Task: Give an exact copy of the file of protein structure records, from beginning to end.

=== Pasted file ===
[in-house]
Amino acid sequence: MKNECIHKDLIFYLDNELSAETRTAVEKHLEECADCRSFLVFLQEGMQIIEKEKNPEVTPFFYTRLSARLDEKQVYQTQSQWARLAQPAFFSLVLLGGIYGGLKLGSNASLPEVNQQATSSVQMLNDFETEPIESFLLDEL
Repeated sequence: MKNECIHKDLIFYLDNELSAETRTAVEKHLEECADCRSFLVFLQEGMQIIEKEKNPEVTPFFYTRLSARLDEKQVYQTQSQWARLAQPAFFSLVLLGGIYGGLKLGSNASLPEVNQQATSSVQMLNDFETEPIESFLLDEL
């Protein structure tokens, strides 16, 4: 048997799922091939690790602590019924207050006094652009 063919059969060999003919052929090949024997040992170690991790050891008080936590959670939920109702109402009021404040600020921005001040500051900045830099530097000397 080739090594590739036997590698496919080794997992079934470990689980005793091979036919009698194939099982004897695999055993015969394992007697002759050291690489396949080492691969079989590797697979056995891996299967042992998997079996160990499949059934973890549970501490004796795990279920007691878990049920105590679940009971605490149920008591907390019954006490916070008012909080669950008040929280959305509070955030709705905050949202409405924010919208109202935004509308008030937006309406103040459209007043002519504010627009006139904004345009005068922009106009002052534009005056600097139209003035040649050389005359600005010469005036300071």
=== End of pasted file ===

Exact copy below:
[in-house]
Amino acid sequence: MKNECIHKDLIFYLDNELSAETRTAVEKHLEECADCRSFLVFLQEGMQIIEKEKNPEVTPFFYTRLSARLDEKQVYQTQSQWARLAQPAFFSLVLLGGIYGGLKLGSNASLPEVNQQATSSVQMLNDFETEPIESFLLDEL
Repeated sequence: MKNECIHKDLIFYLDNELSAETRTAVEKHLEECADCRSFLVFLQEGMQIIEKEKNPEVTPFFYTRLSARLDEKQVYQTQSQWARLAQPAFFSLVLLGGIYGGLKLGSNASLPEVNQQATSSVQMLNDFETEPIESFLLDEL
């Protein structure tokens, strides 16, 4: 048997799922091939690790602590019924207050006094652009 063919059969060999003919052929090949024997040992170690991790050891008080936590959670939920109702109402009021404040600020921005001040500051900045830099530097000397 080739090594590739036997590698496919080794997992079934470990689980005793091979036919009698194939099982004897695999055993015969394992007697002759050291690489396949080492691969079989590797697979056995891996299967042992998997079996160990499949059934973890549970501490004796795990279920007691878990049920105590679940009971605490149920008591907390019954006490916070008012909080669950008040929280959305509070955030709705905050949202409405924010919208109202935004509308008030937006309406103040459209007043002519504010627009006139904004345009005068922009106009002052534009005056600097139209003035040649050389005359600005010469005036300071």